Part 1 – Your Business Requirements
These first couple questions concentrate on your business requirements. Then we’ll jump more into the technology requirements, your office’s infrastructure, and finally your personal preferences.
How important are the calls to your business?
I’m going to break this question down into two parts:
1) How important is call completion to your business? and
2) Are your calls highly perishable?
When I say call completion, I mean, how important is it for an incoming call to be answered by a live human being for most, if not all, of your calls? Let’s say you’re in the office kitchen, prepping a bagel, and your desk phone begins ringing. Is it of utmost importance that you answer it? Or can it go to voice mail and you’ll deal with it later?
If you answer, „I need to answer that,“ then call completion is very important to you. There are a number of ways to accomplish call completion in the above scenario, and I don’t want to hit on all of them here, because I’ll end up confusing you.
But here are two possible solutions:
A) Have your phone system automatically page over all phones, including the phone in your office kitchen, „Call for John.“
B) Wear a headset that will beep in your ear when your desk phone is ringing; then you can pick up the call through your Bluetooth earpiece.
Are your calls highly perishable? A classic example of this would be a real-estate company. You want to make sure that someone is available to pick up from any phone on every incoming call. If you miss that call, that antsy, prospective home buyer is going to call some other agency. This is a case where calls are highly perishable.
In contrast, a huge company like Microsoft has completely non-perishable calls. If you need support for Windows 7, you’ll call their support line and sit on hold for 2 hours. Why? Well, who else are you going to call? Apple?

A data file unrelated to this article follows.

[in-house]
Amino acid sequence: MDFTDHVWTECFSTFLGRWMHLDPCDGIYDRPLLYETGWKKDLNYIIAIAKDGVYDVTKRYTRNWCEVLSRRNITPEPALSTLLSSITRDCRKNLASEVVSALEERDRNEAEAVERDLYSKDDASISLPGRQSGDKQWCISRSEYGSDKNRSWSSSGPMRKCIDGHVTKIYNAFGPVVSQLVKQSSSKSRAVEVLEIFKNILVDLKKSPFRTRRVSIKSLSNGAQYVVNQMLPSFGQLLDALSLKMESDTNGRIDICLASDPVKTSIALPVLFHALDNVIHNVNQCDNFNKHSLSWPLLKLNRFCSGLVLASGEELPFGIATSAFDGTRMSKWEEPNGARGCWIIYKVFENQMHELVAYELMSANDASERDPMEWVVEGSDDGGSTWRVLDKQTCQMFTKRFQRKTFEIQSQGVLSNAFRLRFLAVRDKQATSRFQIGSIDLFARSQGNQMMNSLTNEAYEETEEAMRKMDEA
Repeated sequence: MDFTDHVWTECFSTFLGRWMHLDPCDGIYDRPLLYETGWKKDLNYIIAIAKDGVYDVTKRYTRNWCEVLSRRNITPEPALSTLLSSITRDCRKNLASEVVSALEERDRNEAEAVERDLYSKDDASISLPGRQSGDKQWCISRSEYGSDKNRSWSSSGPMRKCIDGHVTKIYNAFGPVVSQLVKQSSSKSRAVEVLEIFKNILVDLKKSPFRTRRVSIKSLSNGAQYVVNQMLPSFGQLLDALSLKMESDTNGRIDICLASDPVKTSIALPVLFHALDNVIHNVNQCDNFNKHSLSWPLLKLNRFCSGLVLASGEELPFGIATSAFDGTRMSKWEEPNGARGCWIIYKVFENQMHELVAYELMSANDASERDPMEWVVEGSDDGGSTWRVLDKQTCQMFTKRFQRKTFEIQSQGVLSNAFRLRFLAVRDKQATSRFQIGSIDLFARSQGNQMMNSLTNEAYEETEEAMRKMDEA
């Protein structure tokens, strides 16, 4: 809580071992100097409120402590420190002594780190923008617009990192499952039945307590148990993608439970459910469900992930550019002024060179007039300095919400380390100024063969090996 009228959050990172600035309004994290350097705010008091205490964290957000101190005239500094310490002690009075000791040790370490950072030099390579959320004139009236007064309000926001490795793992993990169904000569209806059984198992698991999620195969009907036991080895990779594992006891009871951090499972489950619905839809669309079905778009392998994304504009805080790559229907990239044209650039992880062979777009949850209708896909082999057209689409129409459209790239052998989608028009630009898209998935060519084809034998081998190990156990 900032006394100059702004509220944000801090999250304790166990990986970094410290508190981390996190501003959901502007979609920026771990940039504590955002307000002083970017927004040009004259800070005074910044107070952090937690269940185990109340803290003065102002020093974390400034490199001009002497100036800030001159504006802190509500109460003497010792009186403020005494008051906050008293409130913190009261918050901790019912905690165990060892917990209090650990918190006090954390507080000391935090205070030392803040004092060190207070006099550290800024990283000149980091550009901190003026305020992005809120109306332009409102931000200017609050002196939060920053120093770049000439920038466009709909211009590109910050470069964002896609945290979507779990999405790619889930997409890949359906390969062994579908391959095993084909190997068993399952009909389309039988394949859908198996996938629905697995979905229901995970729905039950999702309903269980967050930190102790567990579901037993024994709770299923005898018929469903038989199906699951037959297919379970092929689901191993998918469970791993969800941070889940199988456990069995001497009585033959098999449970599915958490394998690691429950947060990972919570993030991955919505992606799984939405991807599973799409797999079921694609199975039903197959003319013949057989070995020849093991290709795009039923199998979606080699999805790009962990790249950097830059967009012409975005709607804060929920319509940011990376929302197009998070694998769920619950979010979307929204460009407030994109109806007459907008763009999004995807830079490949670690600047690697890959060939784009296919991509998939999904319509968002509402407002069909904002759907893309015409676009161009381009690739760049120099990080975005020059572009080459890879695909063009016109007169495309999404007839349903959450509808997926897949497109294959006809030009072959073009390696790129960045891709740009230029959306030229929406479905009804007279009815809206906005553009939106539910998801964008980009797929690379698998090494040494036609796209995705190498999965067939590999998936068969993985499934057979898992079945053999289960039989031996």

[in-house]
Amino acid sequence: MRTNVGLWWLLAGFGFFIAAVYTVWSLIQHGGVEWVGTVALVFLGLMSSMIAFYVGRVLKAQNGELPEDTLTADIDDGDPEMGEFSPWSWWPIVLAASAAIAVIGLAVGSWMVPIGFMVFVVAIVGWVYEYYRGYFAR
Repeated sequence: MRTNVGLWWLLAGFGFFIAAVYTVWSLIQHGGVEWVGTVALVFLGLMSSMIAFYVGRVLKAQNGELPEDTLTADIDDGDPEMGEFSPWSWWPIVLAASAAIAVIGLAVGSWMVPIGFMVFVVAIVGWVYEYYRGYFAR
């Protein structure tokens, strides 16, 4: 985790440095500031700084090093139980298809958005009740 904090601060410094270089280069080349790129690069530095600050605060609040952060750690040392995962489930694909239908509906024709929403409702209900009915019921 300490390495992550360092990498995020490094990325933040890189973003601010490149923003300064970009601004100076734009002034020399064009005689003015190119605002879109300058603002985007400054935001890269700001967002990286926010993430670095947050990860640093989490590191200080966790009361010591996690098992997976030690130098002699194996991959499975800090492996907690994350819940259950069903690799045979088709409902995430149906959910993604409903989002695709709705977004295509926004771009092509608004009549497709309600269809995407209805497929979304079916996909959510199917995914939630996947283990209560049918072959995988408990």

I hope by now you understand why this is an important question, and hopefully you have an answer. So you begin wondering, how does this apply to the purchase I’m about to make?
Don’t stress too much on the end result quite yet. Just make a note to yourself of your answer. Some phone systems can better handle call completion. When we dive deeper into desirable phone system features, you’ll find that these preliminary questions play a big role.
Part 2 – Business Requirements Continued
I’m going to ask you two important questions in this section. After which we should have a good grasp on what your general business requirements are. Then we can proceed, like I mentioned in the previous part, into your technology requirements.
What is the perception you want to convey to your customers?
In other words, what image do you want your customers to have of your business?
We at Telco Depot always suggest you have a live person answer. This method is friendly, open, and warm. Most businesses today thrive on the human element – you build a rapport with your customers.
On the opposite end of the spectrum is the tiny little business that wants to appear giant. You can use an automated attendant to accomplish this. If you’re unfamiliar with the term, automated attendant, what I mean is when a person calls they hear, „Press 1 for sales, 2 for support, 3 for accounts receivable, and 4 for public relations.“ This can give the appearance of a larger company. But we don’t suggest this method, because most people can see right through it.
How big is your business?
There are three parts to this question.
Firstly, how many physical lines do you have coming in currently? If you’ve already decided on VoIP over standard phone service, then make a note of how many proxies you have coming in, and how many VoIP lines are you going to have with your provider? (Please read our guide to VoIP for further information.)
Secondly, how many phones are you going to need? Start with the number of users/employees you currently have. You may want to also add a phone for your conference room, office kitchen, warehouse, etc.
Lastly, what kind of growth are you expecting in your company? Ask yourself what is a realistic expectation for 6 months out? And 3 years out? But don’t go beyond three years. The typical lifespan of a phone system is five to seven years. Why? There are a couple reasons, tied to technological changes, and phone system depreciation.
Along the same lines, don’t try to plan for company growth in the extreme. You’ll have a difficult time finding a phone system that will efficiently accommodate a growth from 10 to 10,000 users.
What you should consider is if you’ll be adding any additional incoming lines. Make sure your phone system can expand easily. Similarly, if you plan on adding 10, 20, 50, or even 100 additional phones, is the phone system limited by the number of phone stations it can handle?
If you are expecting this kind of growth, plan on spending more upfront for your purchase. This way, when it comes time to expand, your overall costs are much, much lower.Immobilienmakler Heidelberg Makler Heidelberg